Crop production in the Heartland has shifted to farms with at least 1,000 acres

Crop production in the Heartland has shifted to farms with at least 1,000 acres

Past ERS research on consolidation in the U.S. farm sector has documented a widespread shift in agricultural production to large-scale operations. This structural change has likely been partly driven by productivity advantages enjoyed by larger operations. Recent ERS research examined consolidation trends in the Heartland region—which includes all of Iowa, Illinois, and Indiana, and parts of Minnesota, South Dakota, Nebraska, Missouri, Kentucky, and Ohio. Between 1982 and 2012, the Heartland’s largest crop farms (more than 1,000 acres) increased their share of total production in the region from 17 percent in 1982 to 59 percent in 2012. In contrast, over the same period, the share of total production declined for the four smaller farm size categories. Midsized farms (250–500 acres) experienced the largest decline in market share, falling from about 30 percent in 1982 to 10 percent in 2012. In aggregate, the productivity of crop farms in the Heartland region increased by 64 percent, or 1.5 percent per year, between 1982 and 2012. ERS researchers estimate that about one-sixth of this productivity growth was attributable to the shift in production to larger farms. This chart appears in the December 2018 Amber Waves feature “Productivity Increases With Farm Size in the Heartland Region.”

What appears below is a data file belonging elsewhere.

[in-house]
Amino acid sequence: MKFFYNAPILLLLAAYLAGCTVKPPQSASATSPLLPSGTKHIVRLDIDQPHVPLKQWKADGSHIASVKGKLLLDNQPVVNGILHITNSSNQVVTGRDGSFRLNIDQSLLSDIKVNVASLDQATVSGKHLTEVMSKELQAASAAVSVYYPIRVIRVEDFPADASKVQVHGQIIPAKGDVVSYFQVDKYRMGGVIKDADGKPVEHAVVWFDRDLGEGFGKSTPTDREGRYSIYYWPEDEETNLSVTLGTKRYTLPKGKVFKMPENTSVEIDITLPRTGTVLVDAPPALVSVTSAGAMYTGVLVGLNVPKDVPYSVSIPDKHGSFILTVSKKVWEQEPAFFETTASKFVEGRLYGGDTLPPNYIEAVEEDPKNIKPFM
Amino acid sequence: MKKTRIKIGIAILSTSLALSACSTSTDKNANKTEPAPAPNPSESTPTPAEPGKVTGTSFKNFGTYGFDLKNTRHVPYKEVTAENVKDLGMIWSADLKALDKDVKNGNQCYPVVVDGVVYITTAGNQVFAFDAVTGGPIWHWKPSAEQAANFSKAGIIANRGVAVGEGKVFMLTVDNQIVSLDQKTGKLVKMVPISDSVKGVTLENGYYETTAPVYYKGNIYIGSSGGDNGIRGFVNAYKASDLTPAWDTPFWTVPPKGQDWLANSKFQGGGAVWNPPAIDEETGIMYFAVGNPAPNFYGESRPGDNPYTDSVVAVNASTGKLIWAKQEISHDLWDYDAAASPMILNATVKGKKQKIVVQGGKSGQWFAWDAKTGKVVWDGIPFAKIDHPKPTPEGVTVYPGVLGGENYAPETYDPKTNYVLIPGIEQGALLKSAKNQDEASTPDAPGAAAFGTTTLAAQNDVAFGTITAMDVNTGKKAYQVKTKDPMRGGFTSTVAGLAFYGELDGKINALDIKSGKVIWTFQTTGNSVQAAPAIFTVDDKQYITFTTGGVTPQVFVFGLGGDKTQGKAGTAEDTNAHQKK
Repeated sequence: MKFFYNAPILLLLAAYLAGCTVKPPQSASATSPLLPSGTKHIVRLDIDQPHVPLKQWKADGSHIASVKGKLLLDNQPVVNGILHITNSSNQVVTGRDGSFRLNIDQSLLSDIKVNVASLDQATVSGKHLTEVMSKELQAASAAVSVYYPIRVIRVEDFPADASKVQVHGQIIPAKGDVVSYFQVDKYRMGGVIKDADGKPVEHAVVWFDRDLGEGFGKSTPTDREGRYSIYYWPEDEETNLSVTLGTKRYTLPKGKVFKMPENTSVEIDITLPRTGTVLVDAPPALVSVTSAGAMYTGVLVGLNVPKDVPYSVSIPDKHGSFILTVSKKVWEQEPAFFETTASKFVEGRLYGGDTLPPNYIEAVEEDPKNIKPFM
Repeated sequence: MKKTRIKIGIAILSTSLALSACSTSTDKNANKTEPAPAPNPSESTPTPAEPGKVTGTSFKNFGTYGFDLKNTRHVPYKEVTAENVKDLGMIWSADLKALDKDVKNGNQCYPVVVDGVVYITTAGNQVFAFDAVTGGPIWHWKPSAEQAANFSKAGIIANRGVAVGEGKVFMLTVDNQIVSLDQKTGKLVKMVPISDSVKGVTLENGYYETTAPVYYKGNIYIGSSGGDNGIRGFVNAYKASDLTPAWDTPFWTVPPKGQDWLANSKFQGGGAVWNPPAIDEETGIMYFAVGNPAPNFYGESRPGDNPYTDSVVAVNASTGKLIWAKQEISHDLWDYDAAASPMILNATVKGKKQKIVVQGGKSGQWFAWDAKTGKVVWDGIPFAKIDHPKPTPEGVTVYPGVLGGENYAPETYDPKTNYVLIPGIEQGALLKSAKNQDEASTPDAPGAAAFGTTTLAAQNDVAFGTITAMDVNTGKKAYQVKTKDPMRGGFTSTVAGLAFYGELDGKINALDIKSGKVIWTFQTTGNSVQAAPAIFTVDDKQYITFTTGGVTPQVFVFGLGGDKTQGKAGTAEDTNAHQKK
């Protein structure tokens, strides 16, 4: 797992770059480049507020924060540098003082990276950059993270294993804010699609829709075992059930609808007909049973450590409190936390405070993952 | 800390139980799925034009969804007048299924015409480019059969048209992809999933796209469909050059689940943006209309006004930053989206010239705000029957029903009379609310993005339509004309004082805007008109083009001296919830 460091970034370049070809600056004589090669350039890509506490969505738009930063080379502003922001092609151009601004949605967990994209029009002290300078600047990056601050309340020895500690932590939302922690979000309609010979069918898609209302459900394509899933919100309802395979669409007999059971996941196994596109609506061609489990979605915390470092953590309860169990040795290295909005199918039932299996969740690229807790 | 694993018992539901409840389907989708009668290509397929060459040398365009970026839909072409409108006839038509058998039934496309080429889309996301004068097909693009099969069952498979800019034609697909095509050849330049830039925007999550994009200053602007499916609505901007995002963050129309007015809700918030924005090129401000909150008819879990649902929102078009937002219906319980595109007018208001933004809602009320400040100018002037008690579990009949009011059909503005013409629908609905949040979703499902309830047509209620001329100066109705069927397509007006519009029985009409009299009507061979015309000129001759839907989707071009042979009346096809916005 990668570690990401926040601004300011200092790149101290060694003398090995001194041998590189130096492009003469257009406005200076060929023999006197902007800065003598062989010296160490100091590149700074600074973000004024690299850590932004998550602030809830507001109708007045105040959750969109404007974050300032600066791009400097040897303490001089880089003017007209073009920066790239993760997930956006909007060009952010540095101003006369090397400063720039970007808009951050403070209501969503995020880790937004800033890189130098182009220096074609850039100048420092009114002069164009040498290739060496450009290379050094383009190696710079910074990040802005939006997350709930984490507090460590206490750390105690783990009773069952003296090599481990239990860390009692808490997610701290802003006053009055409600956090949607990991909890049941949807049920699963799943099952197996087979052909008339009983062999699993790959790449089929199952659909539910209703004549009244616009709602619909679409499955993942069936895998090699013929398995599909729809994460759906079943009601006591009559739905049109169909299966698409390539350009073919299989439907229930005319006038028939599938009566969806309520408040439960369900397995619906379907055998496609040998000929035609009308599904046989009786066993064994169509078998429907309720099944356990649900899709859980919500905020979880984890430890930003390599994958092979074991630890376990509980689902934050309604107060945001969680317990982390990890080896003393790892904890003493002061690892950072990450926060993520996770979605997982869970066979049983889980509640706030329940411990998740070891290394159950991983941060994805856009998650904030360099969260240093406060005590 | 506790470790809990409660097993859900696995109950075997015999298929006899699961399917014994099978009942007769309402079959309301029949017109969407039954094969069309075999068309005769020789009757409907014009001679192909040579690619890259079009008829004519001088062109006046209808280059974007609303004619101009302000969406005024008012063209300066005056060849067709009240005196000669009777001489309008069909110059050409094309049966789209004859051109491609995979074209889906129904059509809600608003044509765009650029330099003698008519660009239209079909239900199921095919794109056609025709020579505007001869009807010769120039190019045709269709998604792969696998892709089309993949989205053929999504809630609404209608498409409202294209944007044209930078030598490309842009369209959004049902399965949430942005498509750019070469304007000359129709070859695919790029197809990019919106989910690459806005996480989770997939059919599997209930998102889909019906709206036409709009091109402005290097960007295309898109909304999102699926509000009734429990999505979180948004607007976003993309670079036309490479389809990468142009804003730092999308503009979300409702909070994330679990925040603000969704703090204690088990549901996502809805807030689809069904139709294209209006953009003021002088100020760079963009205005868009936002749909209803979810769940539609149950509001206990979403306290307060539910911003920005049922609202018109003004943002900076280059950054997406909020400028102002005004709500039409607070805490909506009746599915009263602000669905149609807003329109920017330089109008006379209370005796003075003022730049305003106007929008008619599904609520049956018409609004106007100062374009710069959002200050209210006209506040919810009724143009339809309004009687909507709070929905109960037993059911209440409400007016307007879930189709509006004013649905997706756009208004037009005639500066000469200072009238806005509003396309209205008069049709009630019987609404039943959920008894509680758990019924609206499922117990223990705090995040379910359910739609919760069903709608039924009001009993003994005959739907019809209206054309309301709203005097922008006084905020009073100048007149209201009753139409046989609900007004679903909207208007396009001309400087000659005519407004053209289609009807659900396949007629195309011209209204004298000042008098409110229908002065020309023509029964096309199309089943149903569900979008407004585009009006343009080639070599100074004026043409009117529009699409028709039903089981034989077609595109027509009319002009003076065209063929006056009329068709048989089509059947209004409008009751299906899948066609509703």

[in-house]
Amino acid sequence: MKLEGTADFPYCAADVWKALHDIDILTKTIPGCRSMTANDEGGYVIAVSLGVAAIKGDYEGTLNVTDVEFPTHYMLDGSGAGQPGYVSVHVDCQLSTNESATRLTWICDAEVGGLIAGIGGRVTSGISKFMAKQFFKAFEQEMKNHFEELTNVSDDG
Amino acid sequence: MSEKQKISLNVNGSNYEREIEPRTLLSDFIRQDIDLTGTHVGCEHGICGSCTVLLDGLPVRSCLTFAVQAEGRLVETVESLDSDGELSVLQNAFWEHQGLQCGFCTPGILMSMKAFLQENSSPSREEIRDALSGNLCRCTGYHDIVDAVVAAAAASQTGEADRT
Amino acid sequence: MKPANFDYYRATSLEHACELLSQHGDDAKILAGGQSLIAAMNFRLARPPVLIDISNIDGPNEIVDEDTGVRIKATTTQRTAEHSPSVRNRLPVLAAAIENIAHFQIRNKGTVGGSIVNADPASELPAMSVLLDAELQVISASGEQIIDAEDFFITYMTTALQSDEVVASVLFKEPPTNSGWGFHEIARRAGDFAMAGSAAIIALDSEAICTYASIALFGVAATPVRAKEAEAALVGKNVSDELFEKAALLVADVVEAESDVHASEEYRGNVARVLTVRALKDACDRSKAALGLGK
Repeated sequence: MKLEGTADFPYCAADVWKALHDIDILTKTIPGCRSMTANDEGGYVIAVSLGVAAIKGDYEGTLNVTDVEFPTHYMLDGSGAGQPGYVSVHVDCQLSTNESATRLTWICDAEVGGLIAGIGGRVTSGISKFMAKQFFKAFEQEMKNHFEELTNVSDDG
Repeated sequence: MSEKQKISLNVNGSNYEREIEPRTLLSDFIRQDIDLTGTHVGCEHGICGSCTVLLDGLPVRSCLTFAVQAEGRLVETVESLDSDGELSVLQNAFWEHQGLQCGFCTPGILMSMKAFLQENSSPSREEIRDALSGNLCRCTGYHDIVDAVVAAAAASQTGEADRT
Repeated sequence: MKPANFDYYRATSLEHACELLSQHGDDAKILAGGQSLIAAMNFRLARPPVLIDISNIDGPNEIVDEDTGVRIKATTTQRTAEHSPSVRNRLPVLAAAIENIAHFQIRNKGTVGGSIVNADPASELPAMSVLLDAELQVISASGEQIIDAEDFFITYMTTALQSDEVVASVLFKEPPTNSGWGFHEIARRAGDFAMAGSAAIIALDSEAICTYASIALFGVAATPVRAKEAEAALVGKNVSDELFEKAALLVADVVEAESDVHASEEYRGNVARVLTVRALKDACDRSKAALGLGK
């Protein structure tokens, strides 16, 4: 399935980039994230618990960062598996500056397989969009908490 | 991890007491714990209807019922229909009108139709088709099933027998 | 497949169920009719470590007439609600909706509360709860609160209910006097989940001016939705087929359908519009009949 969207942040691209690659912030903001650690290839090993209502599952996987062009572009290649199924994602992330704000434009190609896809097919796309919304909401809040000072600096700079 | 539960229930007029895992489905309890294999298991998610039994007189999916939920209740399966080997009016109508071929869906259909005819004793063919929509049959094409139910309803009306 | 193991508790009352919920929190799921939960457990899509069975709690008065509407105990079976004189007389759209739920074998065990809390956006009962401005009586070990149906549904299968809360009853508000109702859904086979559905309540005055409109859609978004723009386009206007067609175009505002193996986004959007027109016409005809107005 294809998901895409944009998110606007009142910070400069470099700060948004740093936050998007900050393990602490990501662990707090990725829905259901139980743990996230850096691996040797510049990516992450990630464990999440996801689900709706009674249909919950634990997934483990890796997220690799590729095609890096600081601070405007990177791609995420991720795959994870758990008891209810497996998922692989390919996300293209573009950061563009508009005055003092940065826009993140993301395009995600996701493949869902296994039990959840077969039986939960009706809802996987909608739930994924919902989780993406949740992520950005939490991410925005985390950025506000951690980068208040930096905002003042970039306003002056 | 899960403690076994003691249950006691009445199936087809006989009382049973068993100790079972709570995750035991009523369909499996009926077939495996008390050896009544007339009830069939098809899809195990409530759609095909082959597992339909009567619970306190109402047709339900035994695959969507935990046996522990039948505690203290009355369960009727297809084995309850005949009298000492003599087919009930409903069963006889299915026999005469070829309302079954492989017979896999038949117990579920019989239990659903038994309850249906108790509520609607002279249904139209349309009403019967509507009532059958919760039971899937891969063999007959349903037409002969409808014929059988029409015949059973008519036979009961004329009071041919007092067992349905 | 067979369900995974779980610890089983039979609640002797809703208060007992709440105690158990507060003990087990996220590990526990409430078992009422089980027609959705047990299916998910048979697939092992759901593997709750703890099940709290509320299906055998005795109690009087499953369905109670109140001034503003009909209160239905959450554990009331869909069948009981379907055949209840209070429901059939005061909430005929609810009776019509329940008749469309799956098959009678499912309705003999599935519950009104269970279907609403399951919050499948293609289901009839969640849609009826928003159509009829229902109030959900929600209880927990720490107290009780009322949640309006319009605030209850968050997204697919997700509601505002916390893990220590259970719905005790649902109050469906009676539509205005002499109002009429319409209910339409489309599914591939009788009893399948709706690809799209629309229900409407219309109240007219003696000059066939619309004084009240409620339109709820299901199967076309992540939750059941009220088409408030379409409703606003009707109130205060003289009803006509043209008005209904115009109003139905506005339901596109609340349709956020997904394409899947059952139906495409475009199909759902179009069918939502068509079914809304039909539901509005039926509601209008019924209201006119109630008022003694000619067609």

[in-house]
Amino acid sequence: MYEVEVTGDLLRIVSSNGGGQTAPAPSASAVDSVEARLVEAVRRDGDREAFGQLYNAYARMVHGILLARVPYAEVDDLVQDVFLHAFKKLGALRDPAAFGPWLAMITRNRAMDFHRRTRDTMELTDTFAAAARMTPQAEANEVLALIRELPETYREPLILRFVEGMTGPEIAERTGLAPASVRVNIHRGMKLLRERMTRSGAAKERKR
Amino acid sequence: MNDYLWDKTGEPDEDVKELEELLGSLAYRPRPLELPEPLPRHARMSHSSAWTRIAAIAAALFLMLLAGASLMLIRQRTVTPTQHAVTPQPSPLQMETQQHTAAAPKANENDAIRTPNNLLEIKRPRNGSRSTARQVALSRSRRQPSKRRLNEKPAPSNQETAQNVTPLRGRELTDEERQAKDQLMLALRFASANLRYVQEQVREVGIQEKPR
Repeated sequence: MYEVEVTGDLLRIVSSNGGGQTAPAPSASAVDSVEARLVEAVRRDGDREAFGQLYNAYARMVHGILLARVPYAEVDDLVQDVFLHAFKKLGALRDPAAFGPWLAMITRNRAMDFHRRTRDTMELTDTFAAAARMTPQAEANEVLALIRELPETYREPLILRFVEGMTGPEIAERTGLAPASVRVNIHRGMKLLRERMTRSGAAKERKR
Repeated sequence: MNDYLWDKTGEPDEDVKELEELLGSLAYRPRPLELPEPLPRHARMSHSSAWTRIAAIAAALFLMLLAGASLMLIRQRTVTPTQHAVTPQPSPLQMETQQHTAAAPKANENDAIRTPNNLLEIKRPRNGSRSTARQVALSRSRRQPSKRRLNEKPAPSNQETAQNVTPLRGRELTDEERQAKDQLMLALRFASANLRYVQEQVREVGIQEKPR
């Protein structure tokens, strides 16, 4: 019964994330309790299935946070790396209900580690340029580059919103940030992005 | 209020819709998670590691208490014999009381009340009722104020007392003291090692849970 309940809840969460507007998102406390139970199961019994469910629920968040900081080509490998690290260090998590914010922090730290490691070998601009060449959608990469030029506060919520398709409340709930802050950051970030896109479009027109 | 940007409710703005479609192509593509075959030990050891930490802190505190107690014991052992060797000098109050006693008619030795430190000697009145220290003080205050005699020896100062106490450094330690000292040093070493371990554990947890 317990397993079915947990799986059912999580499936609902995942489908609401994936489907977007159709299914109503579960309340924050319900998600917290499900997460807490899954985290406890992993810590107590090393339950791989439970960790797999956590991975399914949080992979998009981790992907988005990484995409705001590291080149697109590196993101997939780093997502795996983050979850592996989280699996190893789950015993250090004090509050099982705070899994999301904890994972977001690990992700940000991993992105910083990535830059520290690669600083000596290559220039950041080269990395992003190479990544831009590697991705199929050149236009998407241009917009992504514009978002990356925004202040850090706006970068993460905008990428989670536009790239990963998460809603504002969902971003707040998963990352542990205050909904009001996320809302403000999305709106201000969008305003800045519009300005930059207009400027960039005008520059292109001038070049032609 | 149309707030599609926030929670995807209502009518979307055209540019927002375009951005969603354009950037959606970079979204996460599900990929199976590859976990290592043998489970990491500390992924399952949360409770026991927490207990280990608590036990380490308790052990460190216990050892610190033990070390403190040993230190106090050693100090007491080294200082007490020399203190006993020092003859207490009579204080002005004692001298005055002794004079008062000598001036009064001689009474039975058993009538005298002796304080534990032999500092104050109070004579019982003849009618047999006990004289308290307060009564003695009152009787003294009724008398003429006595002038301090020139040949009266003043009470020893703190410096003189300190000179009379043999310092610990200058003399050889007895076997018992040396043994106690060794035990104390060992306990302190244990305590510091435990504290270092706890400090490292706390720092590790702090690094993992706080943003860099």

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Last updated: Tuesday, March 19, 2019

For more information contact: Nigel Key